Physical Examination:

  • Most commonly, Cryptosporidiosis results in asymptomatic oocyst shedding. However, in some cases, it may lead to small-bowel diarrhea, although instances of large-bowel diarrhea have also been reported.

Diagnosis of Cryptosporidiosis In Canine and Feline

1- From History and Physical Examination

2- Diagnostic Procedures

  • Typically, standard diagnostic tests such as a complete blood count (CBC), biochemical panel, urinalysis, and imaging result normal unless influenced by an underlying disease process.
  • The identification of Cryptosporidium oocysts in feces is usually achieved through sugar and zinc sulfate flotation methods, which have a specific gravity of 1.18. However, due to the organism’s small size(4-8 micrometers), oocyst identification can be challenging and is best performed by experienced laboratory staff.
  • The preferred staining method for identifying Cryptosporidium oocysts is the modified acid-fast stain, which causes the oocysts to appear orange-red. This staining technique enhances visibility.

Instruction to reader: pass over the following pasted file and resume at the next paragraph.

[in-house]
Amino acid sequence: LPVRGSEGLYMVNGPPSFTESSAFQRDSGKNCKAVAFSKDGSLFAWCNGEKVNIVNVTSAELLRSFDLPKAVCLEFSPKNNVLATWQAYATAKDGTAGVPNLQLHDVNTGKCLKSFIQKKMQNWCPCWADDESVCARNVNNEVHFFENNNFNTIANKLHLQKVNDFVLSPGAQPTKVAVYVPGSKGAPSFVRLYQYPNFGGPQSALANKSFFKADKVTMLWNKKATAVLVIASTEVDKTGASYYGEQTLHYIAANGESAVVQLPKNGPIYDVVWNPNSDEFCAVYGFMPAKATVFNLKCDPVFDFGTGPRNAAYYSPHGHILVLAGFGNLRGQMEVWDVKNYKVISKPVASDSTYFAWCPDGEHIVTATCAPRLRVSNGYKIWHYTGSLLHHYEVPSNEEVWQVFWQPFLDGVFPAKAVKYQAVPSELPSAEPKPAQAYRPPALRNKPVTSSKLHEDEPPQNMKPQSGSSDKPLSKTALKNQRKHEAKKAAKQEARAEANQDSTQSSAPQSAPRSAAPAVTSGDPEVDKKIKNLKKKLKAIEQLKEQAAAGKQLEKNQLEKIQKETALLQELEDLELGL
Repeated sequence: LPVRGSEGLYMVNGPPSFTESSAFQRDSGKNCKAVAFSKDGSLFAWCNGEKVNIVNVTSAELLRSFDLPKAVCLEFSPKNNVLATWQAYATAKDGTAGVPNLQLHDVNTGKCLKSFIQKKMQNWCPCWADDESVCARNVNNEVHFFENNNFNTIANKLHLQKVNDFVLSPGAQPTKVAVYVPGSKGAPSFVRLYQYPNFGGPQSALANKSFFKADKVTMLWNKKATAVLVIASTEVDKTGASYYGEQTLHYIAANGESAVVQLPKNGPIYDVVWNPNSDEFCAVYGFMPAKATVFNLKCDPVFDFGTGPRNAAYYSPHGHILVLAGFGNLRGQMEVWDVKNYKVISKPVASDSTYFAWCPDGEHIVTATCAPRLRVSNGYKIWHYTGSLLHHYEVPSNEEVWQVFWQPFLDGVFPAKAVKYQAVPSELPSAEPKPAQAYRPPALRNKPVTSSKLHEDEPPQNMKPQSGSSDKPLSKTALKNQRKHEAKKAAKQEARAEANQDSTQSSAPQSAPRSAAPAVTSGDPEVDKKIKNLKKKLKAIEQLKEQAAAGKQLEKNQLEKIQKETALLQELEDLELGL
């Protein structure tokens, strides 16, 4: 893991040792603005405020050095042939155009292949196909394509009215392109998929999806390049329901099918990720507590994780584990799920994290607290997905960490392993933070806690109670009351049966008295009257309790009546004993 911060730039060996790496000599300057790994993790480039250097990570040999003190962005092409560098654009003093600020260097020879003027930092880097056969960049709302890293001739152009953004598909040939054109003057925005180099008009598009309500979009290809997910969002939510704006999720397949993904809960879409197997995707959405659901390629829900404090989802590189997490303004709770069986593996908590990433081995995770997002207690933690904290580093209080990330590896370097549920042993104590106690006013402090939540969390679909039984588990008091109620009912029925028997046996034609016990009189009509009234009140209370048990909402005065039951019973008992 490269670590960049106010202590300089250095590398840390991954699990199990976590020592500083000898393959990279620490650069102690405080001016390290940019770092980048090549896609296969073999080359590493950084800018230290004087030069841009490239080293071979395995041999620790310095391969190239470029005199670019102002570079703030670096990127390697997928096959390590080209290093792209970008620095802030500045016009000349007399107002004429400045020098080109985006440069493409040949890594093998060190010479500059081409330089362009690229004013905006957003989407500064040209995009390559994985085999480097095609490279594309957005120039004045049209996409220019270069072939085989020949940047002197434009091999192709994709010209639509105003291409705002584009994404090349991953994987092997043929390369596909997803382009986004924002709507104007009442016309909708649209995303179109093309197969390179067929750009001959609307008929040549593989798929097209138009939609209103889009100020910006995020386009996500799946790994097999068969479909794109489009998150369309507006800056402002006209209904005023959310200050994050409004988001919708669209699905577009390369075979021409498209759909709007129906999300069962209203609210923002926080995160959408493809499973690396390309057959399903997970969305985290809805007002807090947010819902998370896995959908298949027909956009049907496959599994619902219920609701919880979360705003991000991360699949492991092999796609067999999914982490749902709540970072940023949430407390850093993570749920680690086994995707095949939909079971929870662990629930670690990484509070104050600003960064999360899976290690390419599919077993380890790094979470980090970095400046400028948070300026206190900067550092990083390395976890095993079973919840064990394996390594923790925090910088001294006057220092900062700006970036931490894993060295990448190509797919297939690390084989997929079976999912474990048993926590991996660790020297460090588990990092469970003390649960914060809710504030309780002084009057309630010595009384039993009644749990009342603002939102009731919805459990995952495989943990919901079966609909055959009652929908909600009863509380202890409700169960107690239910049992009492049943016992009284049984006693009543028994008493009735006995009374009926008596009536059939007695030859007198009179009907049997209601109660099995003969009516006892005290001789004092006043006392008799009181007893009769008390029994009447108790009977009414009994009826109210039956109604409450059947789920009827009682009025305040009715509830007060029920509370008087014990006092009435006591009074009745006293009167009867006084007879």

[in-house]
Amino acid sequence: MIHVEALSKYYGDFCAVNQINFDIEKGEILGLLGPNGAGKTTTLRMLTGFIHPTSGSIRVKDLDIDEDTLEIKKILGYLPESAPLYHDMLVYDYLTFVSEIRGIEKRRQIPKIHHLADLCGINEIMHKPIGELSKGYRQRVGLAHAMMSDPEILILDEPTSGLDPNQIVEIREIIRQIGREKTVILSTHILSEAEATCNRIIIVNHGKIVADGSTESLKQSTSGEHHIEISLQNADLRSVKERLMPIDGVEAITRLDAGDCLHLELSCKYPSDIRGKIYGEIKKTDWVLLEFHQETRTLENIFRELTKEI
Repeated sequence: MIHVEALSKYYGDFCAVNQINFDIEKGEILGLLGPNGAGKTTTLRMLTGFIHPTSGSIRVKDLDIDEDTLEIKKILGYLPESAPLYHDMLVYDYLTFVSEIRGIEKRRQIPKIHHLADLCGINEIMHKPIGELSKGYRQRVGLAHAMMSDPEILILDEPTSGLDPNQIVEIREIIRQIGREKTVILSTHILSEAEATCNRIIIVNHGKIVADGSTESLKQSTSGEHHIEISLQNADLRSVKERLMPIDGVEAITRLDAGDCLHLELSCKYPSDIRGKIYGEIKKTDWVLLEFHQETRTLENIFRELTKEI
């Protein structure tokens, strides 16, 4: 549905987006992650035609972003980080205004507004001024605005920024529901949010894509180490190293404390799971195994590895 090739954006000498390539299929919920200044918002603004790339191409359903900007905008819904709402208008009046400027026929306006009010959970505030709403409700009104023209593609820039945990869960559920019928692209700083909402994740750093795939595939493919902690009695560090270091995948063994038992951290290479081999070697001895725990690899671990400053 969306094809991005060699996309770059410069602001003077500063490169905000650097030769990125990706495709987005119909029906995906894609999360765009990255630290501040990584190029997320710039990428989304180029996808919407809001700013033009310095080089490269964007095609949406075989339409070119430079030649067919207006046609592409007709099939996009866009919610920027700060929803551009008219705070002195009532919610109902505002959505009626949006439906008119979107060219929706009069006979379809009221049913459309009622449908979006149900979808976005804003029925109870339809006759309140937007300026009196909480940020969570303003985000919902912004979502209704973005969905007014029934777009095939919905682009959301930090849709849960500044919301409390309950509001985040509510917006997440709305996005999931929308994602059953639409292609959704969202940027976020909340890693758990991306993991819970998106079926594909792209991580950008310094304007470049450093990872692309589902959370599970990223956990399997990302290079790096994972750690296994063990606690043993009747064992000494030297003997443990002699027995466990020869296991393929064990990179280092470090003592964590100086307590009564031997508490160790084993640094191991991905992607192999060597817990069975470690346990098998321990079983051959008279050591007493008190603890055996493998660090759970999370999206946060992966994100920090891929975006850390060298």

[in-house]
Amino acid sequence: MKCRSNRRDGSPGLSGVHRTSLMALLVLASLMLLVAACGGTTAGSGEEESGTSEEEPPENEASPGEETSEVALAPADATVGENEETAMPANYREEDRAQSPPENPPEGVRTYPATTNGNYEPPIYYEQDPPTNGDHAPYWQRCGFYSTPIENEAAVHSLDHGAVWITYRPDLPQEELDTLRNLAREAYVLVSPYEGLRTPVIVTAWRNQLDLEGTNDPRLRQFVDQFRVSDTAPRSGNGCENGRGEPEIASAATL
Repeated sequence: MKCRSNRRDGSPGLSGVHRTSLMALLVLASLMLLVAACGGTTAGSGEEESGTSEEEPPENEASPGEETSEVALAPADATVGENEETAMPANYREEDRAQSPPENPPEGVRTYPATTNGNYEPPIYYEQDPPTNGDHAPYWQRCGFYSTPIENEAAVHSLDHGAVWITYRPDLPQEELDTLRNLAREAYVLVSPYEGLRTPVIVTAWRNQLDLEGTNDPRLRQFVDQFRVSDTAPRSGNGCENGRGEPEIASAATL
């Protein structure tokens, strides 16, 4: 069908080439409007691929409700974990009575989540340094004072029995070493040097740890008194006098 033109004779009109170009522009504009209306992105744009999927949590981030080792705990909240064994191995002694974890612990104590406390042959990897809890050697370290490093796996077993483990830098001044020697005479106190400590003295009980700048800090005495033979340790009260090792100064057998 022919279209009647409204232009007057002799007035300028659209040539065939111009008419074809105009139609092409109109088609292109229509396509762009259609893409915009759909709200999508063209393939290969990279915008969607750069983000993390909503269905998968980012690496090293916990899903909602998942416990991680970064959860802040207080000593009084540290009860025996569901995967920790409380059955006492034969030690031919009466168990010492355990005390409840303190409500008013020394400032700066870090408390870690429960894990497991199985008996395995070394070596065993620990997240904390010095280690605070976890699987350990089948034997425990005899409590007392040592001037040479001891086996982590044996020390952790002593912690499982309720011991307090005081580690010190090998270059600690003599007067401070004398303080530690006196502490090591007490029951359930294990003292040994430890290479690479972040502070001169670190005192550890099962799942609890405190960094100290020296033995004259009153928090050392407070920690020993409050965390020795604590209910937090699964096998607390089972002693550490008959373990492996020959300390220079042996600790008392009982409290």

• Crystal violet staining will affect fecal material but not the oocysts, making the oocysts more easily distinguishable (known as negative staining).
  • Direct fluorescent antibody kits like Merifluor (Meridian Diagnostics) are effective in cats and dogs but are typically available only in diagnostic laboratories.
  • Antigen detection methods such as ProSpecT, Cryptosporidium Mitrotiter Assay (Alexon), and Color-Vue Cryptosporidium (Seradyn) are available and appear to be capable of detecting C. felis and C. canis.
  • PCR techniques are available in some commercial laboratories and are about 10-100 times more sensitive for diagnosing cryptosporidiosis in cats compared to other techniques.
  • Intestinal biopsy or cytology may reveal the presence of Cryptosporidium organisms within epithelial cells, but it can produce false-negative results in some cases.

3- Differential Diagnosis:

  • Other parasitic infections such as giardiasis and trichuriasis.
  • Infectious agents like parvovirus, coronavirus, feline infectious peritonitis, Salmonella, Campylobacter, Rickettsia, and Histoplasma.
  • Metabolic issues such as hypoadrenocorticism and hyperthyroidism in cats.
  • Infiltrative diseases, for example, inflammatory bowel disease and intestinal lymphoma.
  • Dietary indiscretion or intolerance.
  • Toxicities stemming from medications, lead exposure, and other substances.